Journalists discuss water contamination

by Rachel Sapienza, originally posted on May 6, 2016


Two journalists are examining the quality of the state’s water protection practices.

“Our public officials are not acknowledging the truth when it comes to water contamination,” said Joshua Pribanic to an audience of 50 at Westminster College on Tuesday evening.

Pribanic and Melissa Troutman are investigative journalists for Public Herald, a nonprofit group based in Pittsburgh. Together the two have published a number of articles on the dangers of water contamination caused by fracking in Pennsylvania.

The event was hosted by the Alarm Program, an environmental education student group at Westminster that serves Mercer and Lawrence counties.

On their last national tour in 2013, Troutman and Pribanic promoted their first documentary, “Triple Divide,” which claims the Pennsylvania Department of Environmental Protection lacked proper enforcement of fracking sites.

Now, Troutman and Pribanic are presenting their second film, “Invisible Hand,” a continuation of the story which centers on water contamination complaints and the role of local-level officials and governments’ relationship with the natural gas industry. Troutman and Pribanic’s 30-month investigation was released in September 2015 and accuses the DEP of having mishandled water contamination cases across the state between 2009 and 2012.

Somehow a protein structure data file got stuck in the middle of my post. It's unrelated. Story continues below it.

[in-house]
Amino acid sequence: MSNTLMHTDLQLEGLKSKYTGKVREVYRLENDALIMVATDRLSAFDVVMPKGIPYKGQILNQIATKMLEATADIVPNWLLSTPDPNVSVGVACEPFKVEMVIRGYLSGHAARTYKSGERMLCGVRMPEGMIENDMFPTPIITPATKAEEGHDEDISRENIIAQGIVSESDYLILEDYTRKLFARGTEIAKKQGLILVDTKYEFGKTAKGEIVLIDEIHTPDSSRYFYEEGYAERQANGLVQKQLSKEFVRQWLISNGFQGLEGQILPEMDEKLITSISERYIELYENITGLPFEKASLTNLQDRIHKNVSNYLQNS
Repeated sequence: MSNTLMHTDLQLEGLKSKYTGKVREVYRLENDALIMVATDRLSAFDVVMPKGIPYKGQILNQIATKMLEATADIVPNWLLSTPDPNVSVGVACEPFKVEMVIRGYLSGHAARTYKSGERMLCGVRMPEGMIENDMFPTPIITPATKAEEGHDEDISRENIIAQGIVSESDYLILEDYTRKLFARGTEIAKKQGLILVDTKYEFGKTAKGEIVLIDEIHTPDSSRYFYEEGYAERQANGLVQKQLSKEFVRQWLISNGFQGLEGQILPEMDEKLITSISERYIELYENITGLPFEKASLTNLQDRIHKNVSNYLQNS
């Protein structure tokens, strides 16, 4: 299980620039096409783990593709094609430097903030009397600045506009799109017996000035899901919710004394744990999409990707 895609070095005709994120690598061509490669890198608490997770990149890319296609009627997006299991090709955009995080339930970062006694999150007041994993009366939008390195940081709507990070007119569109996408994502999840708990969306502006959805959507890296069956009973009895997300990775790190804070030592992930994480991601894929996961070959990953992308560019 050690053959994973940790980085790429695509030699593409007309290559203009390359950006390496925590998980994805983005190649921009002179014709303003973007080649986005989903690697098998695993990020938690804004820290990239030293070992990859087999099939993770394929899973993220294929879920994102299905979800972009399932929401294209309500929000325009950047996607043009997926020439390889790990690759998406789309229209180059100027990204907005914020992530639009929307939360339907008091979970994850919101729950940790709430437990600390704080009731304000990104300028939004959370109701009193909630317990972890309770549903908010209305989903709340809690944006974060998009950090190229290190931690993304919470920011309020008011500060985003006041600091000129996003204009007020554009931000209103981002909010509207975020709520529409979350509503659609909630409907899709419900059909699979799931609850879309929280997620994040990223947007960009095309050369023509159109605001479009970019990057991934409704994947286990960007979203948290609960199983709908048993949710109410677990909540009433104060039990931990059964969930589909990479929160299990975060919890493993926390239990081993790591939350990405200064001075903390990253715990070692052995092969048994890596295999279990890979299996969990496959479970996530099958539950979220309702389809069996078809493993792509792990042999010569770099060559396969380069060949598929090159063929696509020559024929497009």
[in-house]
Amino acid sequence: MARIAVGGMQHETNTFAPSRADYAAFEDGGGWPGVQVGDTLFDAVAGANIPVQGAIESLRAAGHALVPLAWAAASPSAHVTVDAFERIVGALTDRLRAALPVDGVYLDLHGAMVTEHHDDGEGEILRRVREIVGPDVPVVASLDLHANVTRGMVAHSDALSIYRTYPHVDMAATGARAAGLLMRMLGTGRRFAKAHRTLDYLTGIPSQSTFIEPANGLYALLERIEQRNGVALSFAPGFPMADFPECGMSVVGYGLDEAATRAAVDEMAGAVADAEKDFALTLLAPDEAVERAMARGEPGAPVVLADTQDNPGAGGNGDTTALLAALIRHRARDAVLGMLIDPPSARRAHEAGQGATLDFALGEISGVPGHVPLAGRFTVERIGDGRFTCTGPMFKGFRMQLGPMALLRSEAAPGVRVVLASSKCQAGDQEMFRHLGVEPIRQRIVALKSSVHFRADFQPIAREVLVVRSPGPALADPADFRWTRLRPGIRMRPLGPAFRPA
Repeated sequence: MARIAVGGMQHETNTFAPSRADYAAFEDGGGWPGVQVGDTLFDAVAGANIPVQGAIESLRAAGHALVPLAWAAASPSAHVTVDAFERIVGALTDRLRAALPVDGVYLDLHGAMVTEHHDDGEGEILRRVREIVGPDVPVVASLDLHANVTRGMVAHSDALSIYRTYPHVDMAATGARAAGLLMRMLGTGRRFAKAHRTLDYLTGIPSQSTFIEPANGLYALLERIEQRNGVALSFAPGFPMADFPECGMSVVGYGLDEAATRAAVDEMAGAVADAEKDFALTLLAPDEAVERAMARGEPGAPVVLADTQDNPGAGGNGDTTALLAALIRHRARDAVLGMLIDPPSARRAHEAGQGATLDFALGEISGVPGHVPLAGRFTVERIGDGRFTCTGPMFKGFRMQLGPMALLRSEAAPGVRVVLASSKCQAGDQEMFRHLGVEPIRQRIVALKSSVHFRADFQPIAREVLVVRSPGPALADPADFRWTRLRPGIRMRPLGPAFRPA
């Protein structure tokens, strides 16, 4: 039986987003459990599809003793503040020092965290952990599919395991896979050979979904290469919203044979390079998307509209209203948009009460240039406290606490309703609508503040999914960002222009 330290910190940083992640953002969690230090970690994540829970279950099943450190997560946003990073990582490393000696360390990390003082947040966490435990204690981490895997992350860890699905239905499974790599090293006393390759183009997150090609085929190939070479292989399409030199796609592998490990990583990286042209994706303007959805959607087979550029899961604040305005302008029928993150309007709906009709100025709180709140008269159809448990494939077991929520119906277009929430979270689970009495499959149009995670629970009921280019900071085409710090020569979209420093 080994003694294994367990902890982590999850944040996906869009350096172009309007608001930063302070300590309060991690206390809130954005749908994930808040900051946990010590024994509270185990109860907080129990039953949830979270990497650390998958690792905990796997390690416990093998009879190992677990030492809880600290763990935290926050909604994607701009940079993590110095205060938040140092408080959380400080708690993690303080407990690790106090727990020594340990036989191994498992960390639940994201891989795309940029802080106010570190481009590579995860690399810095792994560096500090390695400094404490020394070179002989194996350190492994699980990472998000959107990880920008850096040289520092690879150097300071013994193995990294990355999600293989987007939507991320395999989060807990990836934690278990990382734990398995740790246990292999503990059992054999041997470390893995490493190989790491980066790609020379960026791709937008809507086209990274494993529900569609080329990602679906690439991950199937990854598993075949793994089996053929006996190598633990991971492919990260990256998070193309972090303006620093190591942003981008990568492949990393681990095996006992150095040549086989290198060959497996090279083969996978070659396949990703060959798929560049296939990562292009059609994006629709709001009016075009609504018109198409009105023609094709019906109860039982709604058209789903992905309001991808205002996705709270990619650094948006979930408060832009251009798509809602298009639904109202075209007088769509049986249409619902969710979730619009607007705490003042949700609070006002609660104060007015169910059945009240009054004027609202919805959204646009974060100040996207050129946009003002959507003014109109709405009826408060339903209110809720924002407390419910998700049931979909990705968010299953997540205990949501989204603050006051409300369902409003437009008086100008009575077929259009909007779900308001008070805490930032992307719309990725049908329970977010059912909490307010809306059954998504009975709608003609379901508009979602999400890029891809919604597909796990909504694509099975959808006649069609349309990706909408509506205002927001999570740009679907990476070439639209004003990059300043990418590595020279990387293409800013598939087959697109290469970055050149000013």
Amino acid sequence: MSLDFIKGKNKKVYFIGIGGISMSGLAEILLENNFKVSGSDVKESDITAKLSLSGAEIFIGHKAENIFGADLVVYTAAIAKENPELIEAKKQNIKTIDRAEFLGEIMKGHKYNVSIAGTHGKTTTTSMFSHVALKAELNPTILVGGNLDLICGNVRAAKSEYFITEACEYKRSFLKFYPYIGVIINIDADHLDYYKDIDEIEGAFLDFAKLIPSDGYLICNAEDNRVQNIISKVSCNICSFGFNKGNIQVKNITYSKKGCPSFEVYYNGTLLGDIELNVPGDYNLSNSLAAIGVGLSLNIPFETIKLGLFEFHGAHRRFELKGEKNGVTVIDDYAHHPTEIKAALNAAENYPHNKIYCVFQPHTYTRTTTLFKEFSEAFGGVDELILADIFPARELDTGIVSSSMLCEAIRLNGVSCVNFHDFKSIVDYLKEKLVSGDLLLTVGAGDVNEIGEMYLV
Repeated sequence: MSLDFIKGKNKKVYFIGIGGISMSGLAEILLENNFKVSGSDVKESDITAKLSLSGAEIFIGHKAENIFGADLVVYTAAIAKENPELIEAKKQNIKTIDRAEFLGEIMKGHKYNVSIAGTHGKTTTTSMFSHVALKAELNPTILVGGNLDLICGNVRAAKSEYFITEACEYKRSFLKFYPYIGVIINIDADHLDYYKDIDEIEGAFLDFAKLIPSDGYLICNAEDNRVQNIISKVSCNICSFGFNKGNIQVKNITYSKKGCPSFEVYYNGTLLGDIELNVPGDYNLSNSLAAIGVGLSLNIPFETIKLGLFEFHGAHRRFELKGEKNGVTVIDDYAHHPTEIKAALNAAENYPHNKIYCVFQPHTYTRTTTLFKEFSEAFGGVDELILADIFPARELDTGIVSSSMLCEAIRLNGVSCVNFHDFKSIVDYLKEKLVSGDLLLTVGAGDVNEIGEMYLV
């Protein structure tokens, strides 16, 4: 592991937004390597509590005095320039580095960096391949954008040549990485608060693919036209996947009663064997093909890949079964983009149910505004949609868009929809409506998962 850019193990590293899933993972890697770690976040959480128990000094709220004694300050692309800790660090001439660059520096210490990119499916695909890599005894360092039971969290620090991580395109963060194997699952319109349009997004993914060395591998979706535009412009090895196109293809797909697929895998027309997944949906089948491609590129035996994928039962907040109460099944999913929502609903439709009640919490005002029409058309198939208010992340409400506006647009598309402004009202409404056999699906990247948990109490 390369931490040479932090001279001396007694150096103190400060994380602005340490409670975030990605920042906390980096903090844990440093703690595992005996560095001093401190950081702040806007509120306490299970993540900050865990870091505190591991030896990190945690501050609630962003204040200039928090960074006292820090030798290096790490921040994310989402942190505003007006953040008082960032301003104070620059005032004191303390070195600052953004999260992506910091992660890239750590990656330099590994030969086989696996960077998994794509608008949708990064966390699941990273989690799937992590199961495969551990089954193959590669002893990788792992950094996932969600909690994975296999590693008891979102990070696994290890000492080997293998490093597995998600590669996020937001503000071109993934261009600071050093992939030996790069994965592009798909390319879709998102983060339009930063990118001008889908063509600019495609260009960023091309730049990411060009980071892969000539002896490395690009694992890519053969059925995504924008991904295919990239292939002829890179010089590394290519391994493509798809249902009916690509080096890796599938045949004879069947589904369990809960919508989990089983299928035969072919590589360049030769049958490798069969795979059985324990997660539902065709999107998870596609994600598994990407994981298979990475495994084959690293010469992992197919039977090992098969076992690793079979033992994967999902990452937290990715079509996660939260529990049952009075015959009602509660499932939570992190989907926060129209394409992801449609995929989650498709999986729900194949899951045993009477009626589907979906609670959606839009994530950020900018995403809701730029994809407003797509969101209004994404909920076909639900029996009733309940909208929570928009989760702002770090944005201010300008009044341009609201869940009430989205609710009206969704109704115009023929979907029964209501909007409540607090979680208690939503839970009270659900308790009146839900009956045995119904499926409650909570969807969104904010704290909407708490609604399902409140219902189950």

In their first public appearance for the film, the two journalists presented nine ways in which they believe state officials are keeping reports of water contamination from reaching the public. Troutman and Pribanic claim the department’s 260 complaint reports are misleading. Other complaints, according to the journalists, have been dismissed and destroyed.

Troutman questioned the DEP’s record retention.

“The DEP has thousands of records on other issues dating back to the ‘90s, ‘80s, the ‘70s. They’re saved, microfilmed,” she said. “Why wouldn’t you (the DEP) have the complaint data aggregated? We were the first to aggregate all of it.”

Public Herald has created a searchable database, #fileroom at

With their documentary, Troutman and Pribanic allege that the Environmental Protection Agency and DEP have put the state of Pennsylvania in a gravely dangerous position. The film tells 15 accounts of Pennsylvania home and farm owners who have had their water contamination complaints paid off or worse, completely ignored.

Pribanic compared these stories and happenings to those of Flint, Michigan. He believes a similar water crisis could occur in Pennsylvania.

“We just don’t have the same type of story,” he said, “it’s a different animal,” Pribanic explained that in Flint, the issue was contained to a centralized population. The total land area makes crusading for regulation of the shale extraction industry difficult.

“Pennsylvania deals with a very decentralized population. This happens to one family here, another there, and we’re seeing it rise,” he said.

“We’ve talked to so many people over the years who have been impacted,” Troutman said. “It’s important that we keep talking about this and asking people to ask these questions. There’s real people on the other side of these complaint stories.”

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